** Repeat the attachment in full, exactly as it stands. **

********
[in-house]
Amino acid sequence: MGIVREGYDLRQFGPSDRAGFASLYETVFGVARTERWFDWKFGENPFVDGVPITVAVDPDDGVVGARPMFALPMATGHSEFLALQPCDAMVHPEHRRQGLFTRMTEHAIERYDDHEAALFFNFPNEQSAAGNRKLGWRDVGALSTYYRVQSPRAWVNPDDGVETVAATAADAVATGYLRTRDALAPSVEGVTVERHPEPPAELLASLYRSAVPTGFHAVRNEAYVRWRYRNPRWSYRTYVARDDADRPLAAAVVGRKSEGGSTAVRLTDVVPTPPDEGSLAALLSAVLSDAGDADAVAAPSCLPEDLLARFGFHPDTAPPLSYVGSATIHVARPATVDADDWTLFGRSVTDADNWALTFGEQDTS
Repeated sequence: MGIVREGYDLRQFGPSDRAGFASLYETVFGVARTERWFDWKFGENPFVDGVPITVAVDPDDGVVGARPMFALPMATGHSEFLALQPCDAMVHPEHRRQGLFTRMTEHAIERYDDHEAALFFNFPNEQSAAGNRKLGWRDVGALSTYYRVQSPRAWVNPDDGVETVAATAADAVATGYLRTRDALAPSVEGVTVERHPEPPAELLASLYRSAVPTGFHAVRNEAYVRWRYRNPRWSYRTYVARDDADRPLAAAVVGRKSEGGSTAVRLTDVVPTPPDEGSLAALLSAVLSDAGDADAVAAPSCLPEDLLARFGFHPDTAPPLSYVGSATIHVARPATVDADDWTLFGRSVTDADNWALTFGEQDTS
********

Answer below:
[in-house]
Amino acid sequence: MGIVREGYDLRQFGPSDRAGFASLYETVFGVARTERWFDWKFGENPFVDGVPITVAVDPDDGVVGARPMFALPMATGHSEFLALQPCDAMVHPEHRRQGLFTRMTEHAIERYDDHEAALFFNFPNEQSAAGNRKLGWRDVGALSTYYRVQSPRAWVNPDDGVETVAATAADAVATGYLRTRDALAPSVEGVTVERHPEPPAELLASLYRSAVPTGFHAVRNEAYVRWRYRNPRWSYRTYVARDDADRPLAAAVVGRKSEGGSTAVRLTDVVPTPPDEGSLAALLSAVLSDAGDADAVAAPSCLPEDLLARFGFHPDTAPPLSYVGSATIHVARPATVDADDWTLFGRSVTDADNWALTFGEQDTS
Repeated sequence: MGIVREGYDLRQFGPSDRAGFASLYETVFGVARTERWFDWKFGENPFVDGVPITVAVDPDDGVVGARPMFALPMATGHSEFLALQPCDAMVHPEHRRQGLFTRMTEHAIERYDDHEAALFFNFPNEQSAAGNRKLGWRDVGALSTYYRVQSPRAWVNPDDGVETVAATAADAVATGYLRTRDALAPSVEGVTVERHPEPPAELLASLYRSAVPTGFHAVRNEAYVRWRYRNPRWSYRTYVARDDADRPLAAAVVGRKSEGGSTAVRLTDVVPTPPDEGSLAALLSAVLSDAGDADAVAAPSCLPEDLLARFGFHPDTAPPLSYVGSATIHVARPATVDADDWTLFGRSVTDADNWALTFGEQDTS